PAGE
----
Bushman realised fire 'too big, too late'

·3-min read

A "strong-willed" bushman died after dismissing firefighters' calls to abandon his rugged property, likely realising too late he was incapable of defending his home, an inquest has been told.

Colin Burns, 72, died in his crashed ute on a narrow, unsealed road when the Badja Forest fire swept through NSW South Coast village Belowra on New Year's Eve 2019.

The hobbyist farmer, keen runner and former miner had elected to stay and defend two cottages on his 607-hectare property Jiliby.

The inquest was told on Tuesday Mr Burns was sitting on his porch in the early hours of December 31 when a fire captain drove up and advised him to "get out".

Ritchie Sealy said the weather had changed and "we needed to look at saving lives and not properties", counsel assisting Tracey Stevens said.

But the evidence demonstrated Mr Burns, himself a longtime volunteer firefighter, probably stayed put until flames were upon his house about seven or eight o'clock.

"It is likely he realised he could not defend it himself and he made a late decision to evacuate," Ms Stevens said on Tuesday.

Dashing into his ute, which was towing a firefighting trailer, Mr Burns took off down a narrow road to try to outrun the blaze.

The next day, local Rural Fire Service captain Ewan Thompson found Mr Burns' remains in his burnt ute about three kilometres from Jiliby.

The ute sat on exposed metal rims, its glass windows were gone and the trailer had tipped in a way suggesting Mr Burns misjudged a turn and ran up a bank.

"I believe he was blinded by smoke and possibly, a very fierce burst of fire," Mr Thompson told the inquest.

The fire chief said he'd helped Mr Burns on Jiliby until about 3am when deciding the community's south was facing a graver situation.

His last words to Mr Burns - "if your life is threatened, leave and go to the fire shed" - were met with a nod.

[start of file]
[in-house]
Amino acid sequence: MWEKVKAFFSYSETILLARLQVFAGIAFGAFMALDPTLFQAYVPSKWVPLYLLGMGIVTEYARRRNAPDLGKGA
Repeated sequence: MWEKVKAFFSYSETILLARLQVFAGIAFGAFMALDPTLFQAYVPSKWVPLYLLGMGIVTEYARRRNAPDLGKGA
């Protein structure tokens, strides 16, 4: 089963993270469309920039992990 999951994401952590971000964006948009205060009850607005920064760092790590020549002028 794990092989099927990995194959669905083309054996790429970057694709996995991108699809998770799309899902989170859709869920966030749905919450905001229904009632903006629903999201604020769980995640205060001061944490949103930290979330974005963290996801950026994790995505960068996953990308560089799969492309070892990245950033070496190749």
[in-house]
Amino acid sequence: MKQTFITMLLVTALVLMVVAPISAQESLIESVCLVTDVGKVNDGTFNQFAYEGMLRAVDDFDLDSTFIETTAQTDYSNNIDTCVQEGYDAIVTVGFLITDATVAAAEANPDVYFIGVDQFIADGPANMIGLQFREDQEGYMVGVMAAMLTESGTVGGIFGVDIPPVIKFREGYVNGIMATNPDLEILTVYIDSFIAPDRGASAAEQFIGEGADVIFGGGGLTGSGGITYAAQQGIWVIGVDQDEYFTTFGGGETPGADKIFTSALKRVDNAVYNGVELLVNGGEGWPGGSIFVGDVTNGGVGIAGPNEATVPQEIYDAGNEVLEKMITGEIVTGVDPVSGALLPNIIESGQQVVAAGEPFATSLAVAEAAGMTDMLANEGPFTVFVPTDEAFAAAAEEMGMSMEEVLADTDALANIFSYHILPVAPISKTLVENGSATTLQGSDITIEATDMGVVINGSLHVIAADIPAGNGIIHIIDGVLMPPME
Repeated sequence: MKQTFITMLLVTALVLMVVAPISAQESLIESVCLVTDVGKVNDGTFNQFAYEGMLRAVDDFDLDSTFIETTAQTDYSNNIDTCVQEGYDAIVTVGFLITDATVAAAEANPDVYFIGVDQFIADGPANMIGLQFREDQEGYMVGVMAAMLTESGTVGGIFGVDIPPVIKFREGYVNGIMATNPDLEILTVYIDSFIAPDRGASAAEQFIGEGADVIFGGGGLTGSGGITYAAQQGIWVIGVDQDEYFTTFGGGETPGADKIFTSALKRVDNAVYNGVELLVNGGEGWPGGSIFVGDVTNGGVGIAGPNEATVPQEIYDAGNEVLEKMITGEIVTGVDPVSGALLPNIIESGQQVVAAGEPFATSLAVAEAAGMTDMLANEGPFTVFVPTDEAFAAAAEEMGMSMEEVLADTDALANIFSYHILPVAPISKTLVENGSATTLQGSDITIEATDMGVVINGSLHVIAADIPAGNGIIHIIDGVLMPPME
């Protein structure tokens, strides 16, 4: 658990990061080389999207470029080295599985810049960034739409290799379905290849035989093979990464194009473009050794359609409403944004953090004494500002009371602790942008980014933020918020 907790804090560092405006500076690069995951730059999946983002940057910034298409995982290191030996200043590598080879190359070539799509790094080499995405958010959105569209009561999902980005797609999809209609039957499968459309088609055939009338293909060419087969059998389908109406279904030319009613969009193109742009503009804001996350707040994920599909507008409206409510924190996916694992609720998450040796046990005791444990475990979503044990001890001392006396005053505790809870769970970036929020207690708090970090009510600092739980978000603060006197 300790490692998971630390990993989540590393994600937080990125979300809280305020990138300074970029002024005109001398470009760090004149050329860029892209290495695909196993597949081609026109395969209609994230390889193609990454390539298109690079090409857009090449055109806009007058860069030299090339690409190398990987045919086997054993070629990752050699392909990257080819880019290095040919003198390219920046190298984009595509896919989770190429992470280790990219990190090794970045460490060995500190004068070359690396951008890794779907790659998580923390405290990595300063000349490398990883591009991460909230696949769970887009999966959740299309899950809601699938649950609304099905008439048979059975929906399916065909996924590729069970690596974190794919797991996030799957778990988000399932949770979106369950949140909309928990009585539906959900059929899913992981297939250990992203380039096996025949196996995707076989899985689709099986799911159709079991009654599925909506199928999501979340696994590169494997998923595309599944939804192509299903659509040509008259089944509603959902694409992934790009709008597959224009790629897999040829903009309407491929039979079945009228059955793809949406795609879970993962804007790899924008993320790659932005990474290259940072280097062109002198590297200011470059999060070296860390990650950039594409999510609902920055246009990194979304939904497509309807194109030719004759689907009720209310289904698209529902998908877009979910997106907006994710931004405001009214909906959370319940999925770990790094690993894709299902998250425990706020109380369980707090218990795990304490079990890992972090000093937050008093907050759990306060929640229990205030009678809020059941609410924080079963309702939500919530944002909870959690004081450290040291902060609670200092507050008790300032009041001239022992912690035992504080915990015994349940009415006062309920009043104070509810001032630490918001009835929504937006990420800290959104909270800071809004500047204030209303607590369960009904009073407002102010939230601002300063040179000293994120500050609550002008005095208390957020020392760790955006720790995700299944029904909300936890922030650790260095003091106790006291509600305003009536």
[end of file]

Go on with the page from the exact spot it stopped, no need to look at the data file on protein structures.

"He didn't say anything, he understood what I was saying," Mr Thomspon said.

A neighbour of Mr Burns who'd fought smaller bushfires also tried to defend her property until the last moment, describing how embers breached her house's wooden shutters as her family escaped through back paddocks in search of already-scorched ground.

"We weren't expecting what came," Deborah Dance said.

The inquest was told the fire was beyond anything local crews had ever seen, becoming extreme after nightfall and forcing firefighting to continue throughout the morning.

One local firefighter described Mr Burns as "strong-willed", noting the difficulty in trying to budge his choice once Mr Burns made a decision.

Mr Burns' partner, Threlly, agreed he was sometimes stubborn and wanted things "his way" while describing a kind, generous "bushman" who made sure to look after her, his friends and his community.

"I miss Colin every day," she said in a statement, read by Ms Stevens.

Mr Burns' inquest is part of a broader inquiry into the Badja Forest Fire, which claimed seven lives.

The state coroner has been told the blaze was ignited after lightning struck a remote forest on December 27, 2019.

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